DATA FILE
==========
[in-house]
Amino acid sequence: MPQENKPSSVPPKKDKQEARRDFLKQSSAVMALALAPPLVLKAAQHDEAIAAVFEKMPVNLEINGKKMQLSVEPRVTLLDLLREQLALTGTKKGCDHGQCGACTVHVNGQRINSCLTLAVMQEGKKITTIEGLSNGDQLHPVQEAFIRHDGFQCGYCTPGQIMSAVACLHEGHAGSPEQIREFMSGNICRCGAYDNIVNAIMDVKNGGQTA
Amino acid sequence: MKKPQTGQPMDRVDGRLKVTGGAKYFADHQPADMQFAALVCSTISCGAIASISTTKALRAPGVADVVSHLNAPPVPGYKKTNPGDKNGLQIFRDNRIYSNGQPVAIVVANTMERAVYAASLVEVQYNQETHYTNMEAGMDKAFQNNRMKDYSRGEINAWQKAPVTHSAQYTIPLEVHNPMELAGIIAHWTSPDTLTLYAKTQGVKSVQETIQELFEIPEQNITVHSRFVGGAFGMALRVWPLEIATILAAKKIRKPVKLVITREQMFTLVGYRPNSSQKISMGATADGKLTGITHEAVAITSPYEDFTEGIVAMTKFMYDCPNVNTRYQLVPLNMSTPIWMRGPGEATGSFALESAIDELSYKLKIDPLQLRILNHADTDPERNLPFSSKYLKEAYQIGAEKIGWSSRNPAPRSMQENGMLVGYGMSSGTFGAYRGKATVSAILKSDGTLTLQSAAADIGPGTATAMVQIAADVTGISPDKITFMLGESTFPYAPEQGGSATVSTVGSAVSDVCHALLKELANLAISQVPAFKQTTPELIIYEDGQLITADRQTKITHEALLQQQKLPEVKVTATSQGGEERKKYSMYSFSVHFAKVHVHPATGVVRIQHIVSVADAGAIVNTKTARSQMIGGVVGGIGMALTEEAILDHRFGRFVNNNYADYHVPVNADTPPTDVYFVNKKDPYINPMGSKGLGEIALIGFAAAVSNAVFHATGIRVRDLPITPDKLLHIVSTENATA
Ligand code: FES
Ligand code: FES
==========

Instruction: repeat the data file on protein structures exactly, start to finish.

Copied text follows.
[in-house]
Amino acid sequence: MPQENKPSSVPPKKDKQEARRDFLKQSSAVMALALAPPLVLKAAQHDEAIAAVFEKMPVNLEINGKKMQLSVEPRVTLLDLLREQLALTGTKKGCDHGQCGACTVHVNGQRINSCLTLAVMQEGKKITTIEGLSNGDQLHPVQEAFIRHDGFQCGYCTPGQIMSAVACLHEGHAGSPEQIREFMSGNICRCGAYDNIVNAIMDVKNGGQTA
Amino acid sequence: MKKPQTGQPMDRVDGRLKVTGGAKYFADHQPADMQFAALVCSTISCGAIASISTTKALRAPGVADVVSHLNAPPVPGYKKTNPGDKNGLQIFRDNRIYSNGQPVAIVVANTMERAVYAASLVEVQYNQETHYTNMEAGMDKAFQNNRMKDYSRGEINAWQKAPVTHSAQYTIPLEVHNPMELAGIIAHWTSPDTLTLYAKTQGVKSVQETIQELFEIPEQNITVHSRFVGGAFGMALRVWPLEIATILAAKKIRKPVKLVITREQMFTLVGYRPNSSQKISMGATADGKLTGITHEAVAITSPYEDFTEGIVAMTKFMYDCPNVNTRYQLVPLNMSTPIWMRGPGEATGSFALESAIDELSYKLKIDPLQLRILNHADTDPERNLPFSSKYLKEAYQIGAEKIGWSSRNPAPRSMQENGMLVGYGMSSGTFGAYRGKATVSAILKSDGTLTLQSAAADIGPGTATAMVQIAADVTGISPDKITFMLGESTFPYAPEQGGSATVSTVGSAVSDVCHALLKELANLAISQVPAFKQTTPELIIYEDGQLITADRQTKITHEALLQQQKLPEVKVTATSQGGEERKKYSMYSFSVHFAKVHVHPATGVVRIQHIVSVADAGAIVNTKTARSQMIGGVVGGIGMALTEEAILDHRFGRFVNNNYADYHVPVNADTPPTDVYFVNKKDPYINPMGSKGLGEIALIGFAAAVSNAVFHATGIRVRDLPITPDKLLHIVSTENATA
Ligand code: FES
Ligand code: FES